Perhaps one of the worst offenders for data scraping is Amazon. Amazon’s services include Ring doorbells, Alexa, their e-commerce platform, Audible, Kindle and more. On all of these services, your habits and your personal information are constantly being tracked and scraped.
A report by Reuters uncovered that information such as your height, weight, health, ethnicity, political orientation, buying habits and other highly personal information is being collected by Amazon across their multitude of services. Moreover, Amazon are being criticised for making it purposefully difficult for users to opt out of having things such as their Alexa voice recordings analysed. The collection and marketing of user’s data is calling the right to privacy online into question.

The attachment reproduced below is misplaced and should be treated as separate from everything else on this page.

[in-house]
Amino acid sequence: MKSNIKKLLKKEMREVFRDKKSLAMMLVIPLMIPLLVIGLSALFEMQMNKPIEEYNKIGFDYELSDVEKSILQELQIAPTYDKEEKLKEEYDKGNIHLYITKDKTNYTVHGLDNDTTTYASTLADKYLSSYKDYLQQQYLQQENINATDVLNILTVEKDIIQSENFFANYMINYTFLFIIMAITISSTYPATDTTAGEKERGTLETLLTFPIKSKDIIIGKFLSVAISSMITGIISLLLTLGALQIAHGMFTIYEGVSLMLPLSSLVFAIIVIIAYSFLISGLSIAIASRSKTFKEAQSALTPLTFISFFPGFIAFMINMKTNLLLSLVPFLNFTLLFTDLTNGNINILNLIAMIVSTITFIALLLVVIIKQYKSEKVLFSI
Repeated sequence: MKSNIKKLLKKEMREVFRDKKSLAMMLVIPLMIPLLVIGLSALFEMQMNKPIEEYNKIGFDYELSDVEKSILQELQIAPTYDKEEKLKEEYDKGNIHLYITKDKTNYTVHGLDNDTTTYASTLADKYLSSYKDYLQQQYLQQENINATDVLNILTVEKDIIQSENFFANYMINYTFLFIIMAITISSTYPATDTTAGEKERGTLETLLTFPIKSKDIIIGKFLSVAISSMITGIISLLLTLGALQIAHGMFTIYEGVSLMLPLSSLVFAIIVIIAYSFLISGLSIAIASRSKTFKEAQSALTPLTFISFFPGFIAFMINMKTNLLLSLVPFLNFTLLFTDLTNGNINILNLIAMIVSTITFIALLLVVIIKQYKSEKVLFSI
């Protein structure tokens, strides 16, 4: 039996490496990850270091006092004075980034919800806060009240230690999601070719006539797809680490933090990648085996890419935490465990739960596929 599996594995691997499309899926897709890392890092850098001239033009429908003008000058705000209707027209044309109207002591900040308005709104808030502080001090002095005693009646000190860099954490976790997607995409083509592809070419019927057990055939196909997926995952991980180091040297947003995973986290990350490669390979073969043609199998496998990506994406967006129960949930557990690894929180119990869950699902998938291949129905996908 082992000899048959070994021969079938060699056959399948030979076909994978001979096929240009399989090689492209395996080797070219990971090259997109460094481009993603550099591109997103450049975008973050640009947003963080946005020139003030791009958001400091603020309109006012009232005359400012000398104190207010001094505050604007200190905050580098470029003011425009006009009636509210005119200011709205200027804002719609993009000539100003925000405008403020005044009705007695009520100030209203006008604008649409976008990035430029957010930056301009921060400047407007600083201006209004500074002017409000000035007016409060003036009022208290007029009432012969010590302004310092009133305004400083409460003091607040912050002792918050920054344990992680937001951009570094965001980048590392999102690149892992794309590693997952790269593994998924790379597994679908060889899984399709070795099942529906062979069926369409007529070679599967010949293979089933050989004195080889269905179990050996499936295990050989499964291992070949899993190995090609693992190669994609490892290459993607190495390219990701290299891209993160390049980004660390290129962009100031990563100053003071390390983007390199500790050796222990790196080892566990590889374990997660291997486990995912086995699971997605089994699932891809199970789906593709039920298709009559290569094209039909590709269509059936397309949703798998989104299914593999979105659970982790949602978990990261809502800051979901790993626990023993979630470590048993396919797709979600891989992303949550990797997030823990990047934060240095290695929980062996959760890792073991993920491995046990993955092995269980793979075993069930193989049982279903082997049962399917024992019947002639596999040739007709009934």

What can you do as an end-user?
- Switch to platforms that do not profit from your data – Browsers such as Firefox and search engines such as DuckDuckGo work just as well, if not better than Google and Google Chrome. They have also publicly pledged their indifference to data scraping habits that are rampant amongst tech giants.
- Be aware of the products you own – Something as benign as a Ring doorbell or a Google Home are constantly monitoring your conversations and interactions and selling this data. This may not be an issue to everyone, but if you value your privacy it is best to research products that you are buying and the ways that your data is being handled by the company.
That’s it for January’s tech news recap. We hope this information has been useful to you and your business. If you would like to discuss IT security or Managed Services in general, call us today on 1300 300 293 and talk to one of our friendly engineers.